Suara Denpasar – The 2023 Archipelagic and Island State (AIS) Summit in Bali is considered only “sweetener” on paper. Apart from the ironic news about several small islands in Indonesia which almost sank.
There is another story from a fisherman from Lombok, West Nusa Tenggara (NTB). Amin Abdullah, a fisherman in East Lombok, West Nusa Tenggara, emphasized that the 2023 AIS Summit will not be beneficial for the lives of traditional fishermen in Indonesia as long as the government does not want to stop all projects that damage coastal areas, seas and small islands, such as current sea sand mining. legalized by PP no. 26 of 2023.
According to Amin, fishermen’s lives are now increasingly difficult due to the impact of the climate crisis. One of the impacts of the climate crisis is that many traditional fishermen in East Lombok have to go farther to sea to catch fish in Sumba waters.
“The situation on the ground is getting worse. Fishermen have to face the climate crisis on one hand. “On the other hand, they have to deal with the impact of sea sand mining which was previously allocated for the reclamation of Benoa Bay,” he stressed.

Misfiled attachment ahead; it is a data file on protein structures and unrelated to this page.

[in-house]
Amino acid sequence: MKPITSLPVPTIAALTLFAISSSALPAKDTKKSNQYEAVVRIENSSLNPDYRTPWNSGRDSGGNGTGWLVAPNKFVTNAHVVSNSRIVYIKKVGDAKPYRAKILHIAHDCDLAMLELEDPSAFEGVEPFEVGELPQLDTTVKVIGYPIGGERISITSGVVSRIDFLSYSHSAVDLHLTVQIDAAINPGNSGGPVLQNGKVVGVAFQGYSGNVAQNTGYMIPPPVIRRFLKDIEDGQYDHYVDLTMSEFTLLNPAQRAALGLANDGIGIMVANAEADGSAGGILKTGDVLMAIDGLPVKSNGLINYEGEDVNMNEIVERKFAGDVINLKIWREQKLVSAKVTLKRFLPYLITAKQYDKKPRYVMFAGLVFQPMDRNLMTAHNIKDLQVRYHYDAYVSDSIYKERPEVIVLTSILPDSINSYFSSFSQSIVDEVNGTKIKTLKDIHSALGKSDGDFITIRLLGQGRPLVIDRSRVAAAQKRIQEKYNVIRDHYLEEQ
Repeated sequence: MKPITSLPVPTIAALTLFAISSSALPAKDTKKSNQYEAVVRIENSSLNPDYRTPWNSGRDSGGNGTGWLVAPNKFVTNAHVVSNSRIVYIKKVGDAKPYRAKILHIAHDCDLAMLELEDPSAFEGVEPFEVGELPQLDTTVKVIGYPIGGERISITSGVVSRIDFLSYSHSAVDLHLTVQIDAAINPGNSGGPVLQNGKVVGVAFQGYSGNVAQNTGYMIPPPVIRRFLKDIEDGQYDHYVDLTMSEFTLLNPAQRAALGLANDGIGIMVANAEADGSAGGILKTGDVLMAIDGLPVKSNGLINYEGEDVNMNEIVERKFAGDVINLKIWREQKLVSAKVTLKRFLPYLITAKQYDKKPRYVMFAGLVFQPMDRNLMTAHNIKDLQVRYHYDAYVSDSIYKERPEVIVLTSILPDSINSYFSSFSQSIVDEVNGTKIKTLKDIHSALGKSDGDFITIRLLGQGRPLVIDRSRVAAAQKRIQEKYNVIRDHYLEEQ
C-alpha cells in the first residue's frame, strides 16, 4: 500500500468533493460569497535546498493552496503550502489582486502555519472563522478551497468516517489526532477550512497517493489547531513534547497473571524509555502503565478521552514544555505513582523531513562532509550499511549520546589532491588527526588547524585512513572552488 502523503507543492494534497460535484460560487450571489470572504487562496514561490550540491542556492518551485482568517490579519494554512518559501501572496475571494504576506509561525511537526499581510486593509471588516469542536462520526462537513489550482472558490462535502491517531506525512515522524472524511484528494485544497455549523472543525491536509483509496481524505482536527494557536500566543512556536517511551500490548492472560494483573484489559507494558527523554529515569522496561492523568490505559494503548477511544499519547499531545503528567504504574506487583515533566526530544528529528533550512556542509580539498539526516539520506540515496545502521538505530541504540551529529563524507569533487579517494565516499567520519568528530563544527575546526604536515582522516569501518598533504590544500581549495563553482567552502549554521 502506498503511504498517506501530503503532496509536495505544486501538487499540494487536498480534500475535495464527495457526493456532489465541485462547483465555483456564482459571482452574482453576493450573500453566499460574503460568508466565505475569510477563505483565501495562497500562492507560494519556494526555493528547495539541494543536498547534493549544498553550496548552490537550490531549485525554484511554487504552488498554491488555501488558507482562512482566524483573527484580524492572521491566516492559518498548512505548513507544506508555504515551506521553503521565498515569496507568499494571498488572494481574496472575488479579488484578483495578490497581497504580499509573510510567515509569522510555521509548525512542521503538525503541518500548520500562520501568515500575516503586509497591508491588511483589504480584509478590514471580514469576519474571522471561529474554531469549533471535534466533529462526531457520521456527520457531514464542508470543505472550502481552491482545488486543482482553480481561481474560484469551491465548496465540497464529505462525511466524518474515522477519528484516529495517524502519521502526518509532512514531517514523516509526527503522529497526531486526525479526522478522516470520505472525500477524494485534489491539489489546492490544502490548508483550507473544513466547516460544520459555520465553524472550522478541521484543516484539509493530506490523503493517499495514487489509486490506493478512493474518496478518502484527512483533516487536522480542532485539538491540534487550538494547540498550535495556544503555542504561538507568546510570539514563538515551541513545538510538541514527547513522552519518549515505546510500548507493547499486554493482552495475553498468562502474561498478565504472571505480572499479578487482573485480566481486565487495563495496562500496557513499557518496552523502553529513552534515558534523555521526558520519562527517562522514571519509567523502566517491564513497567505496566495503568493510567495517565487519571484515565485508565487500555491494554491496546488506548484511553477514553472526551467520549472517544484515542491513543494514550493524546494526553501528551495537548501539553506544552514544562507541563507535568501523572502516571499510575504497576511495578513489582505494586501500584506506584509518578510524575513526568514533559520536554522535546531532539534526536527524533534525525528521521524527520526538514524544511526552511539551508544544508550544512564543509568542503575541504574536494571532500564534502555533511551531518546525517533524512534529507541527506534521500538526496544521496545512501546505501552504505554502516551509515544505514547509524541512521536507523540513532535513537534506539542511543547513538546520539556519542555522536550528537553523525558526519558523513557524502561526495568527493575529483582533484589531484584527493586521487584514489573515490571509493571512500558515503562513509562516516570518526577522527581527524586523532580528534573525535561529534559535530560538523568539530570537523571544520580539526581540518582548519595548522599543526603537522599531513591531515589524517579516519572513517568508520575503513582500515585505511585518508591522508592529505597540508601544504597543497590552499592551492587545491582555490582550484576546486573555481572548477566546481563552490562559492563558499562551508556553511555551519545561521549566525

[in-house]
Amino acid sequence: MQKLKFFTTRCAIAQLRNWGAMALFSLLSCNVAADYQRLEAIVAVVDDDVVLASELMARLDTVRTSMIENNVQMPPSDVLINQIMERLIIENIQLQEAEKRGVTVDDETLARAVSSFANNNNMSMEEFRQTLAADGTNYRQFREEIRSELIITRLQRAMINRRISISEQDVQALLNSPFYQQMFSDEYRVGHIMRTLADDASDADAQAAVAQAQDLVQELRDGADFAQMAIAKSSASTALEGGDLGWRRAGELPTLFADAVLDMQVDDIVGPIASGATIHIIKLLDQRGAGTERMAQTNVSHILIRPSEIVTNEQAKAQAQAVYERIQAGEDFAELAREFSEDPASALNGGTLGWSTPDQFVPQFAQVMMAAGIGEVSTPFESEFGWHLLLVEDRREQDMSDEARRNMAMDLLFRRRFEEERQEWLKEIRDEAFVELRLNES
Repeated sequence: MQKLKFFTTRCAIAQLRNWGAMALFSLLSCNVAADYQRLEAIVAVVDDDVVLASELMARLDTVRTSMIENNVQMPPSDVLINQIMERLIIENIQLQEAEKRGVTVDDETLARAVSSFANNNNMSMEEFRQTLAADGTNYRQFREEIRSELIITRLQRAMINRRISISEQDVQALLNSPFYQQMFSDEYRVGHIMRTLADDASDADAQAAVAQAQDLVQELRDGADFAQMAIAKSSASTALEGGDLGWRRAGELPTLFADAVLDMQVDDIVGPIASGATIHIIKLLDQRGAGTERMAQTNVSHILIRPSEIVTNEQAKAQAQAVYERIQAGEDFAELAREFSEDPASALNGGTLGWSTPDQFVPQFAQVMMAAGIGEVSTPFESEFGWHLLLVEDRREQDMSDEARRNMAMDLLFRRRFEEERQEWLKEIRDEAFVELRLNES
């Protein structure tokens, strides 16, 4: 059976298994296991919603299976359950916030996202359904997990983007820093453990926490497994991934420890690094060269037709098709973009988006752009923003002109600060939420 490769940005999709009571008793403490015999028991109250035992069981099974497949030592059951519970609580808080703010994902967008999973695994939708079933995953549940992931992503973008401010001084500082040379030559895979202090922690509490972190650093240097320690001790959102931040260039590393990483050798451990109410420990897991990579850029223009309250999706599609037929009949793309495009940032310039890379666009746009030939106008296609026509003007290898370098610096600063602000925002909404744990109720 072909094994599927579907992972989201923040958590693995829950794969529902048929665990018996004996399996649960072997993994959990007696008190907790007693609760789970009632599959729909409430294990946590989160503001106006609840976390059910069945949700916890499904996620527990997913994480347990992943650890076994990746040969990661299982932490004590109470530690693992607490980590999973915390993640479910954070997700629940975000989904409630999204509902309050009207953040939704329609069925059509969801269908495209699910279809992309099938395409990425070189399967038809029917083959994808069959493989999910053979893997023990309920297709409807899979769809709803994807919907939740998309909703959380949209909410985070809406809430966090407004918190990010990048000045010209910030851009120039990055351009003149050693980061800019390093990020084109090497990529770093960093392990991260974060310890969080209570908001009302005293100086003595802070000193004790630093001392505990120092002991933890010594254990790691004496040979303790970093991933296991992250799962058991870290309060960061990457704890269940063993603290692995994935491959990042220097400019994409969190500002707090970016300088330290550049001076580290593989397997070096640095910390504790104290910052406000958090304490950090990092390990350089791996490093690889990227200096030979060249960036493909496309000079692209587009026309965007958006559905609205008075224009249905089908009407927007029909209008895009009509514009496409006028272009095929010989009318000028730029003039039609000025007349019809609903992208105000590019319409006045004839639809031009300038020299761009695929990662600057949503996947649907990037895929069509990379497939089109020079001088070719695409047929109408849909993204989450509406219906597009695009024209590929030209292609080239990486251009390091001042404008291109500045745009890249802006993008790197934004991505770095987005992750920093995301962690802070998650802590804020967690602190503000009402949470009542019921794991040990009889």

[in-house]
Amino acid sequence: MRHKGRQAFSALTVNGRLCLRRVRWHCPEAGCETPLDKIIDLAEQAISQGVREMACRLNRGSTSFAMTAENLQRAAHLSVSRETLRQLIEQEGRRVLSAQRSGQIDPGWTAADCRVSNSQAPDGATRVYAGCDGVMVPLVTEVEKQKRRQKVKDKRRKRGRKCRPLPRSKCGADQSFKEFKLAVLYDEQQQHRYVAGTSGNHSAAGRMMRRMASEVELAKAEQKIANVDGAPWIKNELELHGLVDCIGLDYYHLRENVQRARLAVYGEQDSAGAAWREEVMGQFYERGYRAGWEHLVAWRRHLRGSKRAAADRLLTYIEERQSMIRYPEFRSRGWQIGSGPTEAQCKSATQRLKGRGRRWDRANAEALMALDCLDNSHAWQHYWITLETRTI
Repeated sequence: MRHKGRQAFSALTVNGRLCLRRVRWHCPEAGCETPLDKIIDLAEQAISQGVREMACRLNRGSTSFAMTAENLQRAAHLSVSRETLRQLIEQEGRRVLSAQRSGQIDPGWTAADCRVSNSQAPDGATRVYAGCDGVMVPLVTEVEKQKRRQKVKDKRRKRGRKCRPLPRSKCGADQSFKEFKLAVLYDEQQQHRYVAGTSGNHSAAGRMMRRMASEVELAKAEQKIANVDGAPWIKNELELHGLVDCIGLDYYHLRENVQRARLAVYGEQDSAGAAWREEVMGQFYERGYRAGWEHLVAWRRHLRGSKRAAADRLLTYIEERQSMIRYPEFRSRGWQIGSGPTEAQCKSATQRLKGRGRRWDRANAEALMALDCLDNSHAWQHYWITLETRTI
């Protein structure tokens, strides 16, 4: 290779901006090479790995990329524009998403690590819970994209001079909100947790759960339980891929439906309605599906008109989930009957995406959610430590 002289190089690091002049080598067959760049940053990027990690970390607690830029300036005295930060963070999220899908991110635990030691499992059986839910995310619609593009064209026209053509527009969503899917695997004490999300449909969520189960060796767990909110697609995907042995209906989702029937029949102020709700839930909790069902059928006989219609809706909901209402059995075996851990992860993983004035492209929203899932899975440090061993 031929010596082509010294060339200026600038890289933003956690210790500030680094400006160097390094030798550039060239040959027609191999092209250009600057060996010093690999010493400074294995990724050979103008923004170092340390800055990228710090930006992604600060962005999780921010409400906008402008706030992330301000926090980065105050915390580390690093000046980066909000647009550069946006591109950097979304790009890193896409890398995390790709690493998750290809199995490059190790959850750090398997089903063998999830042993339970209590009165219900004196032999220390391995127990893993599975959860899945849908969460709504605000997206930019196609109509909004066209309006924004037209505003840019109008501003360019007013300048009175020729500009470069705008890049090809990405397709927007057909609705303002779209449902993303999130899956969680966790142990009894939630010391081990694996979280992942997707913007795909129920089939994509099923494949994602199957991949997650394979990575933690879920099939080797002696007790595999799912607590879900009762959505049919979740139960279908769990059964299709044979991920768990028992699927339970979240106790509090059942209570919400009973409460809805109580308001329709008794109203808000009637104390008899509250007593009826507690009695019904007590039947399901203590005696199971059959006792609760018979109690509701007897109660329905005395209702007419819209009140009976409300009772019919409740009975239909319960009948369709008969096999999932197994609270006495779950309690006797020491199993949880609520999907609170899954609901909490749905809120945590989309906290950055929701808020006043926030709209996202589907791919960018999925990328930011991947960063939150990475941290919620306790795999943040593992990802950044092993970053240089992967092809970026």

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According to Amin, who is the Chair of the Fishermen’s Resources Development Institute (LPSDN), fishermen’s lives have also become increasingly difficult since the passing of the Job Creation Law and PP No. 11 of 2023 concerning Measurable Fishing, traditional fishermen have to take care of very complicated permits.
“We can imagine how fishermen process so many permits, ranging from very complicated ship permits, fishing permits, to permits to obtain fish harvest quotas,” he explained.
Thus, said Amin, the 2023 AIS Summit will clearly not have any positive impact on the lives of traditional fishermen who have to fight every day against the impacts of the climate crisis and poor management of marine and fisheries resources.
“Various types of international meetings in Indonesia, such as the 2023 AIS Summit, will still make life difficult for traditional fishermen in Indonesia,” he said. ***
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